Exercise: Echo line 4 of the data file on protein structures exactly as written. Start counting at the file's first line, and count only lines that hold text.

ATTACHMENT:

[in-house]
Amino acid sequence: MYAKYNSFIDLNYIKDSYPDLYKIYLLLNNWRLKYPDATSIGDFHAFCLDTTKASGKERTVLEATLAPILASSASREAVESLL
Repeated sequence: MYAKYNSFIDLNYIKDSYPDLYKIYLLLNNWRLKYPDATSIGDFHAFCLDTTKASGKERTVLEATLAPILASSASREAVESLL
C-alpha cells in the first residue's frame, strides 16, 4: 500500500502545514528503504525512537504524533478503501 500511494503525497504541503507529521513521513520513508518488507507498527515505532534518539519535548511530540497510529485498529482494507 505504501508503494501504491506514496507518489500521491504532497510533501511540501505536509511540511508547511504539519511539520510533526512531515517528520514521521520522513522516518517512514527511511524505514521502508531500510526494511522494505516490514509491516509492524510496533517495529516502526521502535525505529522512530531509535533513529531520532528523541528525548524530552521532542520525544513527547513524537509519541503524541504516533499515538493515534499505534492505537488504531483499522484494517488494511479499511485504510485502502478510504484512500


C-alpha cells in the first residue's frame, strides 16, 4: 500500500502545514528503504525512537504524533478503501 500511494503525497504541503507529521513521513520513508518488507507498527515505532534518539519535548511530540497510529485498529482494507 505504501508503494501504491506514496507518489500521491504532497510533501511540501505536509511540511508547511504539519511539520510533526512531515517528520514521521520522513522516518517512514527511511524505514521502508531500510526494511522494505516490514509491516509492524510496533517495529516502526521502535525505529522512530531509535533513529531520532528523541528525548524530552521532542520525544513527547513524537509519541503524541504516533499515538493515534499505534492505537488504531483499522484494517488494511479499511485504510485502502478510504484512500